The synthetic opioid methadone has been used for many years to treat opioid (commonly, heroin) dependence. However, it is being used increasingly for patients dealing with moderate to severe pain, and often in the setting of a terminal illness.
And it is an effective drug, with a convenient dosing schedule and a relatively low cost. But it can interact with numerous other medications, and act very differently in different patients. The death of the son of Anna Nicole Smith was linked to methadone use, and because of other deaths and serious adverse events, in November 2006 the US Food and Drug Administration (FDA) put forth the following Public Health Advisory: “Methadone use for pain control may result in death and life-threatening changes in breathing and heartbeat.”
It is therefore important that a patient who has never taken opioids begin with a low dose, and slowly increase as appropriate. It may take up to a week for the body to fully adjust to a particular dose--so precaution should be taken when a patient requests to take more methadone for break-through pain. It might be better to use a different drug which is metabolized more quickly for breakthrough pain in patients on methadone; for example, morphine or oxycodone. Patients with liver disease and those on sedating drugs must be monitored very carefully.
Additionally, methadone has been associated with life-threatening cardiac arrhythmias. The risk of these arrhythmias increases with frequent high dosages of methadone and the intake of medications which may affect the patient’s level of potassium and magnesium (such as “water pills”). Some anti-depressant and anti-hypertension medications can also cause irregularity of heart rhythm in patients taking methadone.
It is important that physicians and pharmacists take an active role in overseeing medication usage in patients with complicated pain. Patients, family members and caregivers must be educated about methadone dosing, and what to watch for in terms of monitoring for response—or side effects. In the case of terminal patients in a hospice setting, it is important the patient be able to take the methadone; sometimes this requires changing it to a liquid form, or some other formulation, if a patient has difficulty swallowing. And there are medications a terminally ill patient might no longer need; once such drugs are discontinued, the patient might require a change in methadone dosing.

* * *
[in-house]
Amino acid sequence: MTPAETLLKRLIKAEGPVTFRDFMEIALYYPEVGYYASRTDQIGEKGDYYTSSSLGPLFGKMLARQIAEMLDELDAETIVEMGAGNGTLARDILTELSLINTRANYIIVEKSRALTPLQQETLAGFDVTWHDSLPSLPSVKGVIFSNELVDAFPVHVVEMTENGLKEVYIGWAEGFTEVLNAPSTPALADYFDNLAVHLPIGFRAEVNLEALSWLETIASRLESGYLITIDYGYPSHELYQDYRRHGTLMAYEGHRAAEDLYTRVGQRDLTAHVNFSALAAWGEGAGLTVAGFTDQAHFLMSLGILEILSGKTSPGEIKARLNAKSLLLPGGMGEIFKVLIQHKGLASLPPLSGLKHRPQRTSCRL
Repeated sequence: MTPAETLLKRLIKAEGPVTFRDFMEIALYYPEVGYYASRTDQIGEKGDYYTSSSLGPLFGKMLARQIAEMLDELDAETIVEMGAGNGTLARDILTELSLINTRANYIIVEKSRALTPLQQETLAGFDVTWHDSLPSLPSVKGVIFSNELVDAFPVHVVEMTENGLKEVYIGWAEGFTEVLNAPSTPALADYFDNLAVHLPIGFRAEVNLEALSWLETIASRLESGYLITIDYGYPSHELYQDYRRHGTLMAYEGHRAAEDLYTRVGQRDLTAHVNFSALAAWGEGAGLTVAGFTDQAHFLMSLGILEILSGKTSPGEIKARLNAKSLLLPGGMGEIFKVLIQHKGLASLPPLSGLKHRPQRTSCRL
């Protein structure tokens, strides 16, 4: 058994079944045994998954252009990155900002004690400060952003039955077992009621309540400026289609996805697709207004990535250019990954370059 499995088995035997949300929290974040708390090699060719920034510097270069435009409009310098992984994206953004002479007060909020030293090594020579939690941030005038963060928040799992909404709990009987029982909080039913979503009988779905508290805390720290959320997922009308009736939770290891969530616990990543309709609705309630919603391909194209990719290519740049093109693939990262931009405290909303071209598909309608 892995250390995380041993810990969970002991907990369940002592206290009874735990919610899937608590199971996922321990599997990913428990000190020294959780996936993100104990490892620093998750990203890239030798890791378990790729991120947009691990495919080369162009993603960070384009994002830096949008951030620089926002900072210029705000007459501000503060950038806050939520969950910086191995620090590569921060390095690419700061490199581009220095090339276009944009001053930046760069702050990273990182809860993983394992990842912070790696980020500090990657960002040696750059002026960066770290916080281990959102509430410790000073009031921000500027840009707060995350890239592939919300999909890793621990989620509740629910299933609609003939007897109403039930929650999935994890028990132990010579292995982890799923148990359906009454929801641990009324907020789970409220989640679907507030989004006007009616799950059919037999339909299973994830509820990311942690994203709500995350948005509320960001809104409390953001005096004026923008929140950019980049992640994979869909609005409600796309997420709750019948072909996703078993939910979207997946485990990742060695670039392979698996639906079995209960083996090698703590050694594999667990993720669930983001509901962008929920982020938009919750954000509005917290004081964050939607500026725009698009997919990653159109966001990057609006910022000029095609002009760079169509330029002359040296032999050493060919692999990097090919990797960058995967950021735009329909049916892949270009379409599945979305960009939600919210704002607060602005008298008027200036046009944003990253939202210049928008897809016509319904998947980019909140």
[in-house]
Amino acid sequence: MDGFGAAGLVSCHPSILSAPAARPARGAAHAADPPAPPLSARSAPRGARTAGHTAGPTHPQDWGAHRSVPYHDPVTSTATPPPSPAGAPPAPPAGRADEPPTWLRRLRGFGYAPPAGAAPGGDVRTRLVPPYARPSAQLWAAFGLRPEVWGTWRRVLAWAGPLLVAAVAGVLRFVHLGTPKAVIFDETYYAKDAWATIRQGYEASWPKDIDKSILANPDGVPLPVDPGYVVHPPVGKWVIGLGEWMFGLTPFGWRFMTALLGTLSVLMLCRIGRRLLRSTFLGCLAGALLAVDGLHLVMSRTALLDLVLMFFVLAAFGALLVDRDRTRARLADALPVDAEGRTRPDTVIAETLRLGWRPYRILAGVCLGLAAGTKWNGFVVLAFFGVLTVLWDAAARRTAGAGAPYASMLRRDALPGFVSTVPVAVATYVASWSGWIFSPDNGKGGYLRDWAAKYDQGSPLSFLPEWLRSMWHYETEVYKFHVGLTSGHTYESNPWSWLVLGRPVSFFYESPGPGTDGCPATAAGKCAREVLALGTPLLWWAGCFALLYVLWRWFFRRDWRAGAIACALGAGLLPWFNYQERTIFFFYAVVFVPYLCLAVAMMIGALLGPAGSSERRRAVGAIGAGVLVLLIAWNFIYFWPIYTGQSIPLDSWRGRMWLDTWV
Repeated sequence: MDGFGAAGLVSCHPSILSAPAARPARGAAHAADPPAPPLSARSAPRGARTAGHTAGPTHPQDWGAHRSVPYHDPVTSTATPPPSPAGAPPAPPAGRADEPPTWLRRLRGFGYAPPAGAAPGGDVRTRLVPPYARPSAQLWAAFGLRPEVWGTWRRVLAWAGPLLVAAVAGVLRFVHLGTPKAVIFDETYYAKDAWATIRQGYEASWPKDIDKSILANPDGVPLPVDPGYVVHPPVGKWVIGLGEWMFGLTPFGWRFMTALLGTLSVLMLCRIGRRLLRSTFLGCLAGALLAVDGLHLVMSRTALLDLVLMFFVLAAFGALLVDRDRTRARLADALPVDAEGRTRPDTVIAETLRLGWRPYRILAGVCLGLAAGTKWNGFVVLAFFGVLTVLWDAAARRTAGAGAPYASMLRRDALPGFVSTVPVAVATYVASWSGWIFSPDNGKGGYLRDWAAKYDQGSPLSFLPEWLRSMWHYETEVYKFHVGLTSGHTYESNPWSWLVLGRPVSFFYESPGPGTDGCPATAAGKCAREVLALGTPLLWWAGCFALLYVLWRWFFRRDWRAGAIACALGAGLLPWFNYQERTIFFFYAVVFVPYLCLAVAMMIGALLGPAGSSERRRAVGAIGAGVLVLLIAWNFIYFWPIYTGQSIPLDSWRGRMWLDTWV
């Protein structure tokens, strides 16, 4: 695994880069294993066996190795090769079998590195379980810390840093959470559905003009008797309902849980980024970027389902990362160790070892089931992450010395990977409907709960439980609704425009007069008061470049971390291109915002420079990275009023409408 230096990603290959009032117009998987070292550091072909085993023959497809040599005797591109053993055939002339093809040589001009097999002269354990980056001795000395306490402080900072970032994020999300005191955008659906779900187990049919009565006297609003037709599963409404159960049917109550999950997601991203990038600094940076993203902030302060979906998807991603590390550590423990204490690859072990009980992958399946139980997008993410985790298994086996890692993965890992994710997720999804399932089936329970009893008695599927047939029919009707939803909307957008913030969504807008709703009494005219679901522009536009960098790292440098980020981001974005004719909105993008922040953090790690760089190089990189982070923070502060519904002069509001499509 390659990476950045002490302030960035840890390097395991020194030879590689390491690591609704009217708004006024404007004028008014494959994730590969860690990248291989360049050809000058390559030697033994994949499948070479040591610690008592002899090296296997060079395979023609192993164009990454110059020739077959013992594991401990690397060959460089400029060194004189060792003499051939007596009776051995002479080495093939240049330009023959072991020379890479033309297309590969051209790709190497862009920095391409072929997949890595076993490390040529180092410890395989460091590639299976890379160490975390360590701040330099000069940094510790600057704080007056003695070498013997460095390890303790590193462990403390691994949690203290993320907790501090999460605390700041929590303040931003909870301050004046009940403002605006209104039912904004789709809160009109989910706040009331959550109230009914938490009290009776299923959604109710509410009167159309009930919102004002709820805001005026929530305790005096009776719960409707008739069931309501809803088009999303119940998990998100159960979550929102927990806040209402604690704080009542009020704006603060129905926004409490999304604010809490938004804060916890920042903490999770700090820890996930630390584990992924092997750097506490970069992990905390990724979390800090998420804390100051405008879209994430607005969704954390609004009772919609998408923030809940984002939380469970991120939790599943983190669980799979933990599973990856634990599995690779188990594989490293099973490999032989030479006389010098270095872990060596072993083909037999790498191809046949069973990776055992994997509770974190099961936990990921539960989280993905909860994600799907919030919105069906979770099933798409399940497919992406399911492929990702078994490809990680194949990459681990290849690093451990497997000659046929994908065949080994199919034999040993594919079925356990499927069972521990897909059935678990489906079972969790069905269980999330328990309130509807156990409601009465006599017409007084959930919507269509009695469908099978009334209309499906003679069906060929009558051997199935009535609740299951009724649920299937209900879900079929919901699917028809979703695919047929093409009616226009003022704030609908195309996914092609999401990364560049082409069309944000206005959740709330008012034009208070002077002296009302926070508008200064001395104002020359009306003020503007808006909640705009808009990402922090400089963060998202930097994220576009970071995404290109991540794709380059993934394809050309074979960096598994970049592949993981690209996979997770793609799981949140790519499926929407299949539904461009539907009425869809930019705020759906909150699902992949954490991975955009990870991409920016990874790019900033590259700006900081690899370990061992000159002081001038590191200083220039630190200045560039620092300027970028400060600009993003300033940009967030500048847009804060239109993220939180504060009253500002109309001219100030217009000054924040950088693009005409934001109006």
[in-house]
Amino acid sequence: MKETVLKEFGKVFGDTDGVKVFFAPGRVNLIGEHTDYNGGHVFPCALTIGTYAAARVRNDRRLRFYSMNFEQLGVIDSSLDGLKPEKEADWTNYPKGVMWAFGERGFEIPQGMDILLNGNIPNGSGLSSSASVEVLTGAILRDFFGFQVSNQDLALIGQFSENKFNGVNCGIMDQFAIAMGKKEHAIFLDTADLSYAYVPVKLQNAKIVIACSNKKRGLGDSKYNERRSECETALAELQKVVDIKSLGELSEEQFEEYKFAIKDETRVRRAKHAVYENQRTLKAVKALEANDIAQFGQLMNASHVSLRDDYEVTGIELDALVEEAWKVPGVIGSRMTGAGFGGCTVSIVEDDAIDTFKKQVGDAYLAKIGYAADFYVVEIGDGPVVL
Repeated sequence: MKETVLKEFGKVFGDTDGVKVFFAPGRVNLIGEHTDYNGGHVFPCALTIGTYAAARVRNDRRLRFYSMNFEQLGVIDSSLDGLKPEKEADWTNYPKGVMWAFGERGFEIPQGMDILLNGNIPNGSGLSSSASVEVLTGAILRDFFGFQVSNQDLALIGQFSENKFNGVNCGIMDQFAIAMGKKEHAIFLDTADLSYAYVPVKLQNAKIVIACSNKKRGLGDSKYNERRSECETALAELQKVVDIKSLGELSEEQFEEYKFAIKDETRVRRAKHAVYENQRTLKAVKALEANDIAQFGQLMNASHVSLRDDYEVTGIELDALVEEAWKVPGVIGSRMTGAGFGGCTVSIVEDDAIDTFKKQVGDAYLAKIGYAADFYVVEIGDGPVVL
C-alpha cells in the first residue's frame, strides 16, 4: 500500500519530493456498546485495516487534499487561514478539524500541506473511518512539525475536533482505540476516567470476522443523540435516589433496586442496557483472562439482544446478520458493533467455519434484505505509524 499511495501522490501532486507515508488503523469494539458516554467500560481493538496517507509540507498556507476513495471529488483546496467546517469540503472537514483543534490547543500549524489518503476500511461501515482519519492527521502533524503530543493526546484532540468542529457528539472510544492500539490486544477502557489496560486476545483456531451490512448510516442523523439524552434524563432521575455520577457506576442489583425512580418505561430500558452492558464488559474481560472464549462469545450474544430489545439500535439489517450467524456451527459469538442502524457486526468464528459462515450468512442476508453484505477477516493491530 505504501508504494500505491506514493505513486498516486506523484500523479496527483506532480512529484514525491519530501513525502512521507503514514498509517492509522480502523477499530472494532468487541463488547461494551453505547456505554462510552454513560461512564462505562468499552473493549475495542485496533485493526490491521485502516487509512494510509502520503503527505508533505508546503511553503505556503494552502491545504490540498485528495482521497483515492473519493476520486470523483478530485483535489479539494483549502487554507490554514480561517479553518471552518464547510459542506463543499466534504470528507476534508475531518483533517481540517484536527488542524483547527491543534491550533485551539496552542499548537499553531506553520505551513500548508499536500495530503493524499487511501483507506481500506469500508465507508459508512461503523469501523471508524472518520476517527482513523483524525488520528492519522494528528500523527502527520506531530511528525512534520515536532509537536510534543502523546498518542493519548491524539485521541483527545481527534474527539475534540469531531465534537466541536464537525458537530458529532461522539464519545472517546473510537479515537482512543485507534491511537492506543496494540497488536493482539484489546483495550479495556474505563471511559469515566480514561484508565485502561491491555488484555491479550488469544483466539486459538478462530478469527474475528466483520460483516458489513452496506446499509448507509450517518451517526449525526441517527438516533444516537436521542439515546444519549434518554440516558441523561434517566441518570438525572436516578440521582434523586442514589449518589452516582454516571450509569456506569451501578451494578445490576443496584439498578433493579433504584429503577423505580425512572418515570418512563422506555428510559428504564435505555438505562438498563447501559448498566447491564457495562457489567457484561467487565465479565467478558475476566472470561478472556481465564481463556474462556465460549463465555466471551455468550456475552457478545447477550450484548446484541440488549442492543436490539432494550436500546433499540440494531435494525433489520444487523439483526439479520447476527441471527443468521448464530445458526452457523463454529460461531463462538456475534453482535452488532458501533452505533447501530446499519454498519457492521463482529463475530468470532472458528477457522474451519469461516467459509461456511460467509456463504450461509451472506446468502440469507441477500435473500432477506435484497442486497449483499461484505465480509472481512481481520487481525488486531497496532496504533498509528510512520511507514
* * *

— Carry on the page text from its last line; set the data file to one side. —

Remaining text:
Pain is a prevalent complaint, and health care providers must actively participate in relieving the suffering such pain brings, hopefully with the result of improving the quality of life for the patient and the patient’s loved ones. This should be the driving force in the care of the chronically ill and the terminally ill. But at the same time, patient, doctor, nurse, and pharmacist must be aware of the potential dangers in the drugs used to treat these patients.
The FDA can issue advisory statements, but the patient and the health care providers must work together to assure each other that the treatment does not become as dangerous as the disease.
Published On: February 16, 2007